Norwegian Horror Flick “The Innocents” Gets a Disturbing Trailer

Fresh off his Academy Award nomination for co-writing The Worst Person in the World, Eskil Vogt has a new film arriving soon. Like the acclaimed romantic comedy, this one also competed at last year's Cannes Film Festival. But that's about all they have in common. The Innocents is after something much darker.

There's something horrifying and irresistible about kids with special powers. Whether it's X-Men or Chronicle, it's a premise filled with potential. Children can be far more loving than adults, but also capable of sinister things. That's why adding telekinetic abilities to their still-growing consciences can have deadly consequences. In the warm summer days, four kids start hanging out, wandering into the forests and playgrounds near their homes. They test out their new abilities, upping the ante along the way. With no supervision, it won't be long before someone gets hurt, or worse.

The Innocents opens in select theaters and on VOD on May 13.


About Kip Mooney

Kip Mooney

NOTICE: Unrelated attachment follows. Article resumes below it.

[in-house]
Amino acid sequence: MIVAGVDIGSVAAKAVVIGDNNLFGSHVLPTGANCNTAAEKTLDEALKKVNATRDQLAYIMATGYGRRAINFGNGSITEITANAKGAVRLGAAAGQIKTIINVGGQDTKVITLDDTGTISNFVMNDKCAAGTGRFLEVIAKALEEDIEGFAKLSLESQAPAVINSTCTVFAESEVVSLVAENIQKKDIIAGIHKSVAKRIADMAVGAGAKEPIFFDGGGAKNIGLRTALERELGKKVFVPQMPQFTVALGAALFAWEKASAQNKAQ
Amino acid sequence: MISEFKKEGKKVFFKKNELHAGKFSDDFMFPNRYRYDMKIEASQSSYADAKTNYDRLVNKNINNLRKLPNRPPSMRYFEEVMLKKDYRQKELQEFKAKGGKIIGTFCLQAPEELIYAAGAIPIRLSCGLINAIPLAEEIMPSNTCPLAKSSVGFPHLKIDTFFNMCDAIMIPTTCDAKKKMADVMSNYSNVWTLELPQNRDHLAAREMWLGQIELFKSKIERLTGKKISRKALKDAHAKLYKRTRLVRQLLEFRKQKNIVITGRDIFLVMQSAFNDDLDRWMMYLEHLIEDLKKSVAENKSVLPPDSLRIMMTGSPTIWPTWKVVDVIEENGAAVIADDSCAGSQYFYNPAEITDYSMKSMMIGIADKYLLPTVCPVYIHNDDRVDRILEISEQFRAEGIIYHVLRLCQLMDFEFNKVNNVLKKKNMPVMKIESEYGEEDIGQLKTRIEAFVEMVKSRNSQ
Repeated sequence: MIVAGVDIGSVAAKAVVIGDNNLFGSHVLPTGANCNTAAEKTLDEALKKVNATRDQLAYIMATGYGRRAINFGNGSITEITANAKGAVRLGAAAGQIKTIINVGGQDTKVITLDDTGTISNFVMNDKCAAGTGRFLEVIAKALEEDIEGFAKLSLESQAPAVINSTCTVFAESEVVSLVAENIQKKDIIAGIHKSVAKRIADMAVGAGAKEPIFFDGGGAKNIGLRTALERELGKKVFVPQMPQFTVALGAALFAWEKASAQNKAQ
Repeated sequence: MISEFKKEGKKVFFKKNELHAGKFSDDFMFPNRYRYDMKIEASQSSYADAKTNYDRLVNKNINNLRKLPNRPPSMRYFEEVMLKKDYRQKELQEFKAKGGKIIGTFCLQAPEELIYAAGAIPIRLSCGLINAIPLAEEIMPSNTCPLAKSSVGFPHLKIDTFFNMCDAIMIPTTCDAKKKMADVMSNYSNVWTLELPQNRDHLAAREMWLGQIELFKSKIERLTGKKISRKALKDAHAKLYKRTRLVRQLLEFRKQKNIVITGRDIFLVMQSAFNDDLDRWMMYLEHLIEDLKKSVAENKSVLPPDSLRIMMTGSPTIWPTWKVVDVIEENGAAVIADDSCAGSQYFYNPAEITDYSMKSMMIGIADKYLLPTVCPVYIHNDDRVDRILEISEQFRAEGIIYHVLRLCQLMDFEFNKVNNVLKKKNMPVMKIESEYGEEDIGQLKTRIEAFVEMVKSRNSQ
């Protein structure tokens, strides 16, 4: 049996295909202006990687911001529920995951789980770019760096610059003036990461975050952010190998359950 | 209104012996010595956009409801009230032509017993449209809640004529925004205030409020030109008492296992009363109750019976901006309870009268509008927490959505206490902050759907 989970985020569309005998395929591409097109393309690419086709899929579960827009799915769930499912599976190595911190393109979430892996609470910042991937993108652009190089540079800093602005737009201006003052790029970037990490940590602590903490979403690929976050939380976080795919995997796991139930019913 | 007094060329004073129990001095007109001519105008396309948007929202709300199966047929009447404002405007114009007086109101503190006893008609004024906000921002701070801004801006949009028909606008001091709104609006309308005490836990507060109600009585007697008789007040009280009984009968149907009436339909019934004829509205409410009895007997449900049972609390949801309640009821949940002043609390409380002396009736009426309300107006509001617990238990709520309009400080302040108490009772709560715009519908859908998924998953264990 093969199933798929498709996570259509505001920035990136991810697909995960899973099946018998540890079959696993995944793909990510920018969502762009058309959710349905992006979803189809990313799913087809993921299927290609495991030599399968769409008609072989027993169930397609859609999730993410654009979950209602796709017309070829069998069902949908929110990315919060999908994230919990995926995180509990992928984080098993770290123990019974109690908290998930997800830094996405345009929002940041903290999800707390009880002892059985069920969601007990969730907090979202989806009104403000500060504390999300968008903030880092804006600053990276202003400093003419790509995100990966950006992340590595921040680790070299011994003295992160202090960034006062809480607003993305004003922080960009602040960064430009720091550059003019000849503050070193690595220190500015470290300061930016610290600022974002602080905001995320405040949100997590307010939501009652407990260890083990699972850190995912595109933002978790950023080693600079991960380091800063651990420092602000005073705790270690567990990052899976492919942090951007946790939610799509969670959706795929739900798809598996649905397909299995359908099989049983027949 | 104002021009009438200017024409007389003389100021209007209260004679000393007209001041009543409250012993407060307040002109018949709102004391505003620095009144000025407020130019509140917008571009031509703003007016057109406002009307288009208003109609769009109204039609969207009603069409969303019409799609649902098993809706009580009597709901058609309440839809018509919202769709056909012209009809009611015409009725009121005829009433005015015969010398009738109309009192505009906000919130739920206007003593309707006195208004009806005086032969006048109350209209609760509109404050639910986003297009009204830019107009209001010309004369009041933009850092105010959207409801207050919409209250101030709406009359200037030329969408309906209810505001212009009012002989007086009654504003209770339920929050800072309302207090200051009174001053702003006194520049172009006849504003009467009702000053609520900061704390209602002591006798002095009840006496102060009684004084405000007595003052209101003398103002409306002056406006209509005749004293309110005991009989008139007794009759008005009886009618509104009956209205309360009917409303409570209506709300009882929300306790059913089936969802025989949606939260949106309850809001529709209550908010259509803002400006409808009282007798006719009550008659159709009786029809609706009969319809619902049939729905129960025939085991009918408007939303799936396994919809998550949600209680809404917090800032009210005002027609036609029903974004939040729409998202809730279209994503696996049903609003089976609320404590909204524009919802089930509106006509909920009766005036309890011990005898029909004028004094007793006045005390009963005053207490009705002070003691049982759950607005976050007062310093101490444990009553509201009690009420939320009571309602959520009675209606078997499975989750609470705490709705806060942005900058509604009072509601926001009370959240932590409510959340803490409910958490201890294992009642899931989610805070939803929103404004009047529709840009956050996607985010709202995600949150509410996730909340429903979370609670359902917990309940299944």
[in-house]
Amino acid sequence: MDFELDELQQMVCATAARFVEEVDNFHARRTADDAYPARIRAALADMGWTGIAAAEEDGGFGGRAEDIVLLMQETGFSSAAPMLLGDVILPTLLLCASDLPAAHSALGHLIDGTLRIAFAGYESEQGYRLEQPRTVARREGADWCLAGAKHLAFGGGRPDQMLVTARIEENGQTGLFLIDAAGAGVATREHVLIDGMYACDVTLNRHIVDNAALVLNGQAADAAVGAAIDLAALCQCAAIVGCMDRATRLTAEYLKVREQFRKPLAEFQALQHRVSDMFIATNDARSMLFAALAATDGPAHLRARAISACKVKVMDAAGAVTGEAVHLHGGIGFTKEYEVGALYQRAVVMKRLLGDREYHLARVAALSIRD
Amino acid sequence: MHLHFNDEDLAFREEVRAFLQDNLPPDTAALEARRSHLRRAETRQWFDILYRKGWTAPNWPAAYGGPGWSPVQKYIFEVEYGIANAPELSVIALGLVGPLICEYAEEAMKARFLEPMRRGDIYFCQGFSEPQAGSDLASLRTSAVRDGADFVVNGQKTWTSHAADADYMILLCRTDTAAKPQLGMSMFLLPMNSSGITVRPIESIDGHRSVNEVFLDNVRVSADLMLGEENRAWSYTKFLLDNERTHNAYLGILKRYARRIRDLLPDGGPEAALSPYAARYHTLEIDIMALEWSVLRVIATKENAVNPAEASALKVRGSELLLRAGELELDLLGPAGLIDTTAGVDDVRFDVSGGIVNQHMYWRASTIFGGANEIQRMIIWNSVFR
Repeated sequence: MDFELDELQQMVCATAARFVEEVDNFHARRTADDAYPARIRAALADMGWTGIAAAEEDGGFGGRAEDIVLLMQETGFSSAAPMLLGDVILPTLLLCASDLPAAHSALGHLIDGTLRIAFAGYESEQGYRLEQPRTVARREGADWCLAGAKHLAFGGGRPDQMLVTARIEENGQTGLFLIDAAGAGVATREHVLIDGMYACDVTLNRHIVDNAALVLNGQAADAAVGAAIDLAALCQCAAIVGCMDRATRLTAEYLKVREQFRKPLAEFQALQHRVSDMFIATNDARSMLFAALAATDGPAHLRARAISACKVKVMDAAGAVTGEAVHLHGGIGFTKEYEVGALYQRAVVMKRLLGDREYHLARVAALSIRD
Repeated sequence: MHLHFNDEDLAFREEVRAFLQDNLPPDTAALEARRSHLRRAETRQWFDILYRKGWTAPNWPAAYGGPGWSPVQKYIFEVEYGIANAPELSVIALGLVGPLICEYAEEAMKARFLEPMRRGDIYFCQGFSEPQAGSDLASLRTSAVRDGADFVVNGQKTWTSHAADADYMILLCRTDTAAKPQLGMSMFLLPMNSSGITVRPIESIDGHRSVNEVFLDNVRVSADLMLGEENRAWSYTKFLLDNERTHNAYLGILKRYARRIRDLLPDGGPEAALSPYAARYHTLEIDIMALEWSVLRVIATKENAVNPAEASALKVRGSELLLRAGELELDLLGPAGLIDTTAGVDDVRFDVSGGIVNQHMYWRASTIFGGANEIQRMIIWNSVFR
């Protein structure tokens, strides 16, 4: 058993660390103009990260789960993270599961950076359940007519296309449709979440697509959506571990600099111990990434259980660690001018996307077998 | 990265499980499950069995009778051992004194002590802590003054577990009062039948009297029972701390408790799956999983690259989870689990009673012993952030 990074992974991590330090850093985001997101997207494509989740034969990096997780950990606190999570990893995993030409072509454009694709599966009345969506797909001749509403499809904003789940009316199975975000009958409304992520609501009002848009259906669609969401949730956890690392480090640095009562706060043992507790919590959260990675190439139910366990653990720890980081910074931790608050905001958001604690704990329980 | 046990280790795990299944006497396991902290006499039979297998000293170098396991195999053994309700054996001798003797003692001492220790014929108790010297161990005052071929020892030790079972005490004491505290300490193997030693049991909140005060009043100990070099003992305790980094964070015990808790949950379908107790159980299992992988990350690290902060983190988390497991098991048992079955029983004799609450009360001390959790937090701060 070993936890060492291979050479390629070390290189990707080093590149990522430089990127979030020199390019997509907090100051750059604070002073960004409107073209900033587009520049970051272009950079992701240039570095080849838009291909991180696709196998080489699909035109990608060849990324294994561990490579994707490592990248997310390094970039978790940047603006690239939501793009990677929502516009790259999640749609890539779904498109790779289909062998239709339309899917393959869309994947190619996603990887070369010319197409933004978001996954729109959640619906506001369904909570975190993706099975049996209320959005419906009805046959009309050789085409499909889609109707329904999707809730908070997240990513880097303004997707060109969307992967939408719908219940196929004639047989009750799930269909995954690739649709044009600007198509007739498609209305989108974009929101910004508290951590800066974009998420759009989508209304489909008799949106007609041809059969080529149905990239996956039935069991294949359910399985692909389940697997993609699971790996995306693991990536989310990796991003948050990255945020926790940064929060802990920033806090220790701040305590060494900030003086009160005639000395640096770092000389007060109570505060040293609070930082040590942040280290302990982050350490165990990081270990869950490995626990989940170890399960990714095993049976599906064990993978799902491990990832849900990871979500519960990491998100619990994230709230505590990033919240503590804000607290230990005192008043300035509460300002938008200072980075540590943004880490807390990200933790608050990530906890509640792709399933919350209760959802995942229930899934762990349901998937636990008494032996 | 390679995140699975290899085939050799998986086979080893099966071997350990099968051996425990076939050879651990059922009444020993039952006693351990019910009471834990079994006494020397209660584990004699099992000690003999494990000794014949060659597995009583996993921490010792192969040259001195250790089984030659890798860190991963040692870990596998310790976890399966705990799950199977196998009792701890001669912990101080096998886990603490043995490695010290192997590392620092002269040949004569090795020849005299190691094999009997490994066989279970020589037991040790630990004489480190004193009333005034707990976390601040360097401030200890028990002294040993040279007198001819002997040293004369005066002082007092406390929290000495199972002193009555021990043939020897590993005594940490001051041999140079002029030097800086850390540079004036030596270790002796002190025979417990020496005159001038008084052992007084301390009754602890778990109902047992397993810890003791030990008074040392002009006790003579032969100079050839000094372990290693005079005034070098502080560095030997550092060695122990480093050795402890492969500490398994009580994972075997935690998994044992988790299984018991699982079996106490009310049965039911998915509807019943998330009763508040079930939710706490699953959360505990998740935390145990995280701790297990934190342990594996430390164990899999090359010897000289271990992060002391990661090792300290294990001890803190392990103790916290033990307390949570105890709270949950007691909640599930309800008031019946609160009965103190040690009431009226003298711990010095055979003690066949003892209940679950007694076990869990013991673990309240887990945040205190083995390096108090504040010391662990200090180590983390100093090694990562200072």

Like many film critics born during and after the 1980s, my hero is Roger Ebert. The man was already the best critic in the nation when he won the Pulitzer in 1975, but his indomitable spirit during and after his recent battle with cancer keeps me coming back to read not only his reviews but his insightful commentary on the everyday. But enough about a guy you know a lot about. I knew I was going to be a film critic—some would say a snob—in middle school, when I had to voraciously defend my position that The Royal Tenenbaums was only a million times better than Adam Sandler’s remake of Mr. Deeds. From then on, I would seek out Wes Anderson’s films and avoid Sandler’s like the plague. Still, I like to think of myself as a populist, and I’ll be just as likely to see the next superhero movie as the next Sundance sensation. The thing I most deplore in a movie is laziness. I’d much rather see movies with big ambitions try and fail than movies with no ambitions succeed at simply existing. I’m also a big advocate of fun-bad movies like The Room and most of Nicolas Cage’s work. In the past, I’ve written for The Dallas Morning News and the North Texas Daily, which I edited for a semester. I also contributed to Dallas-based Pegasus News, which in the circle of life, is now part of The Dallas Morning News, where I got my big break in 2007. Eventually, I’d love to write and talk about film full-time, but until that’s a viable career option, I work as an auditor for Wells Fargo. I hope to one day meet my hero, go to the Toronto International Film Festival, and compete on Jeopardy. Until then, I’m excited to share my love of film with you.